Opinion: The Madness of King Gun
Arming teachers isn’t a ‘bad idea.’ It’s crazier than that
Two news stories about North Carolina and guns:
According to federal data released this week, more North Carolinians died from gunshots in 2016 than in any of the previous 35 years.
A new poll by Elon University, in conjunction with The Charlotte Observer and The News & Observer in Raleigh, shows that 78 percent of public school teachers in North Carolina think that arming teachers in school is—using the poll’s language—a “bad idea.”
I have an issue with that language. Arming teachers isn’t a “bad idea.” It doesn’t even rise to the level of a “bad idea.” It’s a self-evident absurdity, as one of the teachers interviewed grasped: The notion “reads to me like a bad Onion article … You don’t even trust me to heat a child’s lunch for liability reasons in case it gets too hot, but you’re going to give me a gun?”
Right. I have my own theory about the arm-the-teachers gambit: It’s a handy diversion, a cynical red herring designed to steer attention away from any workable solution to gun violence in schools and society at large; and an intentionally ridiculous facsimile of a policy that merges tidily with the American right’s long-term goal to privatize public schools. (I’ve heard and seen numerous teachers in interviews and online express some variation of, “Who in the world would want to teach in a school with armed teachers? Who would send their kids there?” Exactly.)
But regardless of motive, the proposal has a distinct gaslighting effect. Engaging it on its own terms, if only to debunk it, makes you feel as if you’ve entered the realm of the insane. “Look, I don’t want to die, and I don’t want to kill anyone,” said one of the teachers from the Elon poll. “I want to teach.”
“The chance that a teacher would shoot a bad guy coming into the classroom with an AR-15 is very slim,” said another. “An accidental shooting or a student getting hold of the gun is much higher.”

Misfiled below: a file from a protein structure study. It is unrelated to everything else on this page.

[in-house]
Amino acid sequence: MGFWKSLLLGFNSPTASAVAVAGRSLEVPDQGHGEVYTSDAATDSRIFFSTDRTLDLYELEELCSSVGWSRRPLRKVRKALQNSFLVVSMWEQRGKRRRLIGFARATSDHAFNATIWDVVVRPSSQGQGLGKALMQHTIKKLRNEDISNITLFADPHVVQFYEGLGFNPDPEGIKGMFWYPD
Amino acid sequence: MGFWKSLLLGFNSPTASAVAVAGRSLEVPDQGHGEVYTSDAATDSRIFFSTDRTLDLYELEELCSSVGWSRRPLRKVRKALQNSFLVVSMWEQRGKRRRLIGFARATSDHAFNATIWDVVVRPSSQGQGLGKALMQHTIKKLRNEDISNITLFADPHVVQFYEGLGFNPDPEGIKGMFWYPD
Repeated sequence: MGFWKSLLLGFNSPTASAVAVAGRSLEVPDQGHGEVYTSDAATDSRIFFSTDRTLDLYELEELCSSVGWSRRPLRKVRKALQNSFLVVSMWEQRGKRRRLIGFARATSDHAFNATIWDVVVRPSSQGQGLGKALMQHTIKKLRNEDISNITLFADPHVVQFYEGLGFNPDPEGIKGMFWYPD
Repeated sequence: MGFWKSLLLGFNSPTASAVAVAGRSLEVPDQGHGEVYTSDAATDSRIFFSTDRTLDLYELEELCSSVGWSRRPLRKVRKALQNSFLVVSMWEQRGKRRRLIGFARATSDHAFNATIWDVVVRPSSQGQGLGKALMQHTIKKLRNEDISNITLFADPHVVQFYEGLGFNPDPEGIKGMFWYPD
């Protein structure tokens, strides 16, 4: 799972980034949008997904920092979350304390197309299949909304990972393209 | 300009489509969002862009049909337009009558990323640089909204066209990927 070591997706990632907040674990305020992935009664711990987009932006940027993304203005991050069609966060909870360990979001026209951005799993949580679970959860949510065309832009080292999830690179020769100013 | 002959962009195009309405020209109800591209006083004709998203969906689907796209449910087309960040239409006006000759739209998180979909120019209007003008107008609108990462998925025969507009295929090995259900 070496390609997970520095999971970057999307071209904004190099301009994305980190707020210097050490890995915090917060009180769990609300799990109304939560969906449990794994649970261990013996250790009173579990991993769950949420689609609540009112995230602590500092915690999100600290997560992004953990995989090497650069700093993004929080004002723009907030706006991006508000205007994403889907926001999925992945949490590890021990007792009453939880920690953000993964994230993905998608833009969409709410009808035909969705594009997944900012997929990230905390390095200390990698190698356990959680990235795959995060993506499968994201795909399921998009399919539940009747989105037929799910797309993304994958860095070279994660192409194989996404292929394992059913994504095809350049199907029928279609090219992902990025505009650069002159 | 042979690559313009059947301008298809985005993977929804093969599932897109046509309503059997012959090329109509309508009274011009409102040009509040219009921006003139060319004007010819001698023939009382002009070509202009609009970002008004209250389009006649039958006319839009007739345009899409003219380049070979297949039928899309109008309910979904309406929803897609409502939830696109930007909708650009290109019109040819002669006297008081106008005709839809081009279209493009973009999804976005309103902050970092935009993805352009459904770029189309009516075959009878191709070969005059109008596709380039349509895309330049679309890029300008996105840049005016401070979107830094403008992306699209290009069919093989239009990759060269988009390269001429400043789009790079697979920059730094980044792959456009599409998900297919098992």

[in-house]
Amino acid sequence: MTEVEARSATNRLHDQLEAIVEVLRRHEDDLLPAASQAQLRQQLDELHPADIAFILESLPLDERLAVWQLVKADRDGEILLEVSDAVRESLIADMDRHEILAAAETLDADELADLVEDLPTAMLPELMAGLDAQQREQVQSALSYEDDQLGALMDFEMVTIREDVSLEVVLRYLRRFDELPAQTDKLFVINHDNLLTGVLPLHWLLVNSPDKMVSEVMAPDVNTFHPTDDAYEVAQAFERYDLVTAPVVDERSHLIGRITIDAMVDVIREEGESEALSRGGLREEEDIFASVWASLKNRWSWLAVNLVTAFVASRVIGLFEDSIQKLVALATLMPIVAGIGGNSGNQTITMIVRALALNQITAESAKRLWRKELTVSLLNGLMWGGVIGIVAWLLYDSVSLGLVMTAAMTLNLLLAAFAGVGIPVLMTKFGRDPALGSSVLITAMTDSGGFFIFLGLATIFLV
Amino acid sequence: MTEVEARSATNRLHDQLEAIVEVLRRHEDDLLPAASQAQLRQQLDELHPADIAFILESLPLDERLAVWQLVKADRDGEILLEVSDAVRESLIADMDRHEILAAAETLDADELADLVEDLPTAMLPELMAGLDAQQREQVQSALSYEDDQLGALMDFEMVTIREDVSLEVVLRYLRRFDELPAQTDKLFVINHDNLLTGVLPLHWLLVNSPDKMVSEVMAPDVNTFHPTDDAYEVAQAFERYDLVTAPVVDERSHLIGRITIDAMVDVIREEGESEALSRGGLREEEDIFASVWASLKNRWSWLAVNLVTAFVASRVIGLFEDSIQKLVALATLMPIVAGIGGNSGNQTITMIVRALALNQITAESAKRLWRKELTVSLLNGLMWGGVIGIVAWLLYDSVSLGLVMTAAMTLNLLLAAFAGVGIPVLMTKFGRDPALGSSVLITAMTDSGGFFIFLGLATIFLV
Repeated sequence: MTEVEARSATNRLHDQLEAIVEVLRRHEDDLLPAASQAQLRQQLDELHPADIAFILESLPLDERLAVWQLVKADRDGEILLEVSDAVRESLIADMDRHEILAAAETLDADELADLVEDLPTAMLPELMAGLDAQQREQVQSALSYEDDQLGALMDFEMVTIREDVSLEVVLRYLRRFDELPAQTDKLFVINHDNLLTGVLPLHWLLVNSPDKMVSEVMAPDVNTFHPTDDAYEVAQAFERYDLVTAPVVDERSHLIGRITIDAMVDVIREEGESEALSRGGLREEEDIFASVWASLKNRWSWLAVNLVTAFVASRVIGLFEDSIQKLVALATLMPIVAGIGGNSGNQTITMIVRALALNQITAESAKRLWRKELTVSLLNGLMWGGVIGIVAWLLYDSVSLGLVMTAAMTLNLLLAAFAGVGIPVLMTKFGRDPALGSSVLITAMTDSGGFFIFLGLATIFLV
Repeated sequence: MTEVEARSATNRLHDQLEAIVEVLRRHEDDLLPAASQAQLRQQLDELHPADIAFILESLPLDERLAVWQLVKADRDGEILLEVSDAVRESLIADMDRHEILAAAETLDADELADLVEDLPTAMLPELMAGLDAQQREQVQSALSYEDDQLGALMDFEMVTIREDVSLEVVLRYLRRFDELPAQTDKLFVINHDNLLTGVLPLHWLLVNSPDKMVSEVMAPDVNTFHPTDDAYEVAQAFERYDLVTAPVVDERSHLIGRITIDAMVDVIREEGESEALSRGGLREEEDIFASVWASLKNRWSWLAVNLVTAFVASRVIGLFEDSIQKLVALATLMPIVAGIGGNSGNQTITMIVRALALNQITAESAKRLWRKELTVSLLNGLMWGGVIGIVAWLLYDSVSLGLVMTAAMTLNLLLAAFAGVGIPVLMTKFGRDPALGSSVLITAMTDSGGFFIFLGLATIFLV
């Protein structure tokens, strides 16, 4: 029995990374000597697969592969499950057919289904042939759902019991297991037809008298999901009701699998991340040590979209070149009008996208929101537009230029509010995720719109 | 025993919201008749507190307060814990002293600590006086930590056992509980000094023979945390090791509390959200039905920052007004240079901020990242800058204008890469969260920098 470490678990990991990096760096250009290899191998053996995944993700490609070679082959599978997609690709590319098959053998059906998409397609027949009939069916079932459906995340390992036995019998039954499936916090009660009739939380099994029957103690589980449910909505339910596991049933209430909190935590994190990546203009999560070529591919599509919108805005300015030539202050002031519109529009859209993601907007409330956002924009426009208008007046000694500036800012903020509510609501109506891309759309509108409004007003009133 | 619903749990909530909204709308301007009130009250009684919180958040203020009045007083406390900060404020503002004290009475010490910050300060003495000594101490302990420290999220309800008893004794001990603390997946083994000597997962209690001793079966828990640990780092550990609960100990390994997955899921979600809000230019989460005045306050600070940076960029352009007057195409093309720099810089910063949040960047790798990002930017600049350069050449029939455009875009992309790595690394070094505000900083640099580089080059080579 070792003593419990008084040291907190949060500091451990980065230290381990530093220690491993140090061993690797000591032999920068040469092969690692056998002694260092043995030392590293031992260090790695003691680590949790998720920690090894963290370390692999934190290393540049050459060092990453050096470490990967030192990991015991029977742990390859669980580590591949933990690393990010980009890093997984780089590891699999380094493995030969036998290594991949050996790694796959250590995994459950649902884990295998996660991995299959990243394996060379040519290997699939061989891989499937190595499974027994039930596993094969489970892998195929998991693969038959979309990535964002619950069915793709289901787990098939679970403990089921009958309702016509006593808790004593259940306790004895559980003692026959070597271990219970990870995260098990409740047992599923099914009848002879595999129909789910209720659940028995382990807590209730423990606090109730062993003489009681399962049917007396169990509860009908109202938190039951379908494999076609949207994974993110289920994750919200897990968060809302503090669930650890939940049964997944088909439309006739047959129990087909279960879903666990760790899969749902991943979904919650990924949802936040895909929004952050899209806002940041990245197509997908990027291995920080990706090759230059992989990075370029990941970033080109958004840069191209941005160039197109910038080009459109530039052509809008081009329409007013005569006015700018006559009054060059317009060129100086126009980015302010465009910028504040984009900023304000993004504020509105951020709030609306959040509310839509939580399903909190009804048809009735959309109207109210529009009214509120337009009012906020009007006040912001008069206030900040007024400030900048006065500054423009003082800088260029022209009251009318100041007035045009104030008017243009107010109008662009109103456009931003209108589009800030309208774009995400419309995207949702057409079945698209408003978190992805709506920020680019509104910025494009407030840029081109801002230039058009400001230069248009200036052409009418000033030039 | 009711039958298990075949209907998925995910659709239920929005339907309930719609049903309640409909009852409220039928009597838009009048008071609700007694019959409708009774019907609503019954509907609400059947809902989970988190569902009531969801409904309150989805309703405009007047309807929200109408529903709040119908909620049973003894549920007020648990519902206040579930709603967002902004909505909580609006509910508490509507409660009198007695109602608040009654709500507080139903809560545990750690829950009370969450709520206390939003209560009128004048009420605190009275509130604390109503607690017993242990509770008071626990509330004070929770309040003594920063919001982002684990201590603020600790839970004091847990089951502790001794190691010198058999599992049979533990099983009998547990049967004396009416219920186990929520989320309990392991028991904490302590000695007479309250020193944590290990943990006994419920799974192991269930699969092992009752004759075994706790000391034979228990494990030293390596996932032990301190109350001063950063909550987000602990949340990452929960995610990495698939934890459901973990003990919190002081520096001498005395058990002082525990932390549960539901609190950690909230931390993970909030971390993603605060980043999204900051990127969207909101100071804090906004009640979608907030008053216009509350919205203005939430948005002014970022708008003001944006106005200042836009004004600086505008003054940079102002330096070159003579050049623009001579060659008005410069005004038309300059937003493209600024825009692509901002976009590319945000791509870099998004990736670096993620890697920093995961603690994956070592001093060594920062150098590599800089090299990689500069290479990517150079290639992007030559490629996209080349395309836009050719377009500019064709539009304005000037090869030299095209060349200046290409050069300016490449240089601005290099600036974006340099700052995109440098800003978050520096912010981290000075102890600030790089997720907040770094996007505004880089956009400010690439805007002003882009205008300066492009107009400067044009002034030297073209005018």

“Teachers holstering weapons inside school buildings will not provide a feeling of safety and comfort to our children,” said a third, “particularly for our black and brown students.”
These things actually need to be said? You run into the same kind of cognitive dissonance from experts trying to “make sense” of the state’s rash of gun deaths (from the Observer):
Though experts say they’re unsure what’s behind the increase, they point to a number of possible causes.
Some say the opioid epidemic has helped spur more illegal drug trafficking, which in turn has spawned more drug violence.
Among the many homicides that police have attributed to drugs: 37-year-old Cornelius Drayton was fatally shot at a Charlotte gas station last June after people in two cars met for a drug deal.
Others believe there are simply more people toting guns these days.
As more people carry guns, “there inevitably will be a rise in the number of people who use that gun in some sort of altercation,” said Mike Turner, chair of UNC Charlotte’s criminology department.
I sympathize deeply with Ames Alexander, the veteran investigative reporter forced to type those sentences with a straight face. Yes, it does appear that a thriving drug trade and the nearly unlimited availability of guns leads to an increase in people getting shot.
I don’t intend this as a call for gun control legislation, which the Parkland shooting survivors are handling as well as anyone could. But it is a plea for the sane among us to recognize madness when we see it, and not to get caught in an extended argument with it. It’s futile and exhausting at a time when we all need to guide our time and energy toward civic action that accomplishes something. The proper response to “arm the teachers” is to laugh bitterly and, when the time comes, vote.